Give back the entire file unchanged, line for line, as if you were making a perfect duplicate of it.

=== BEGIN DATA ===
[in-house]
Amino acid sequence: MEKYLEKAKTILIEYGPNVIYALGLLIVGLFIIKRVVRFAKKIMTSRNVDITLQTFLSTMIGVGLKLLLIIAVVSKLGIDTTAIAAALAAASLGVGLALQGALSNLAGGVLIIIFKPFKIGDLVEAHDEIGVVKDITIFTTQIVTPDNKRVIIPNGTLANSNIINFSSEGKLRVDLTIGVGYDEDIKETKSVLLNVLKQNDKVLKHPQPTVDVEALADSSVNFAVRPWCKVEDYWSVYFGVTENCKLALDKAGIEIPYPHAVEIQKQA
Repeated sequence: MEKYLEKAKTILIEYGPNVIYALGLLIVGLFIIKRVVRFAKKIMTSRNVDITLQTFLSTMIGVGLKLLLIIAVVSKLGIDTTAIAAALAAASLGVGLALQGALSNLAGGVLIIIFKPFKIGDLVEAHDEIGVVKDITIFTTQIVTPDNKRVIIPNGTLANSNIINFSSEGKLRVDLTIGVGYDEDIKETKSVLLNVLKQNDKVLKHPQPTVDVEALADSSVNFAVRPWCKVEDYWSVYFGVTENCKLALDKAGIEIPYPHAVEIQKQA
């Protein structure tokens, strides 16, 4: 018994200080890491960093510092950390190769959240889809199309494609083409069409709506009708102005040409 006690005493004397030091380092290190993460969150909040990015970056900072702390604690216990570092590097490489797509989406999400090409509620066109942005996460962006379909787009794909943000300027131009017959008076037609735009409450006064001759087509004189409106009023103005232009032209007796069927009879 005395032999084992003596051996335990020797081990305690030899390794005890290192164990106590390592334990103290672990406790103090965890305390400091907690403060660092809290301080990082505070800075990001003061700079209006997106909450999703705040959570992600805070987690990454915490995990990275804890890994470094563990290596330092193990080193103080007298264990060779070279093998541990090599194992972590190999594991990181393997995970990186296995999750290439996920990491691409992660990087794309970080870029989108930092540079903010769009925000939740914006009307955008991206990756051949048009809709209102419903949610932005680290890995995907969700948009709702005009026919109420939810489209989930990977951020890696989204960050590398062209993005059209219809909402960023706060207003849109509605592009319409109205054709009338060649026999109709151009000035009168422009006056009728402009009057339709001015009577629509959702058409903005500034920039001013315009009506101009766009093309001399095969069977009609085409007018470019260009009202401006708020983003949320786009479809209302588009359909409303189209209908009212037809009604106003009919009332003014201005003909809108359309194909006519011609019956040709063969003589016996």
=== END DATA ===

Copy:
[in-house]
Amino acid sequence: MEKYLEKAKTILIEYGPNVIYALGLLIVGLFIIKRVVRFAKKIMTSRNVDITLQTFLSTMIGVGLKLLLIIAVVSKLGIDTTAIAAALAAASLGVGLALQGALSNLAGGVLIIIFKPFKIGDLVEAHDEIGVVKDITIFTTQIVTPDNKRVIIPNGTLANSNIINFSSEGKLRVDLTIGVGYDEDIKETKSVLLNVLKQNDKVLKHPQPTVDVEALADSSVNFAVRPWCKVEDYWSVYFGVTENCKLALDKAGIEIPYPHAVEIQKQA
Repeated sequence: MEKYLEKAKTILIEYGPNVIYALGLLIVGLFIIKRVVRFAKKIMTSRNVDITLQTFLSTMIGVGLKLLLIIAVVSKLGIDTTAIAAALAAASLGVGLALQGALSNLAGGVLIIIFKPFKIGDLVEAHDEIGVVKDITIFTTQIVTPDNKRVIIPNGTLANSNIINFSSEGKLRVDLTIGVGYDEDIKETKSVLLNVLKQNDKVLKHPQPTVDVEALADSSVNFAVRPWCKVEDYWSVYFGVTENCKLALDKAGIEIPYPHAVEIQKQA
């Protein structure tokens, strides 16, 4: 018994200080890491960093510092950390190769959240889809199309494609083409069409709506009708102005040409 006690005493004397030091380092290190993460969150909040990015970056900072702390604690216990570092590097490489797509989406999400090409509620066109942005996460962006379909787009794909943000300027131009017959008076037609735009409450006064001759087509004189409106009023103005232009032209007796069927009879 005395032999084992003596051996335990020797081990305690030899390794005890290192164990106590390592334990103290672990406790103090965890305390400091907690403060660092809290301080990082505070800075990001003061700079209006997106909450999703705040959570992600805070987690990454915490995990990275804890890994470094563990290596330092193990080193103080007298264990060779070279093998541990090599194992972590190999594991990181393997995970990186296995999750290439996920990491691409992660990087794309970080870029989108930092540079903010769009925000939740914006009307955008991206990756051949048009809709209102419903949610932005680290890995995907969700948009709702005009026919109420939810489209989930990977951020890696989204960050590398062209993005059209219809909402960023706060207003849109509605592009319409109205054709009338060649026999109709151009000035009168422009006056009728402009009057339709001015009577629509959702058409903005500034920039001013315009009506101009766009093309001399095969069977009609085409007018470019260009009202401006708020983003949320786009479809209302588009359909409303189209209908009212037809009604106003009919009332003014201005003909809108359309194909006519011609019956040709063969003589016996």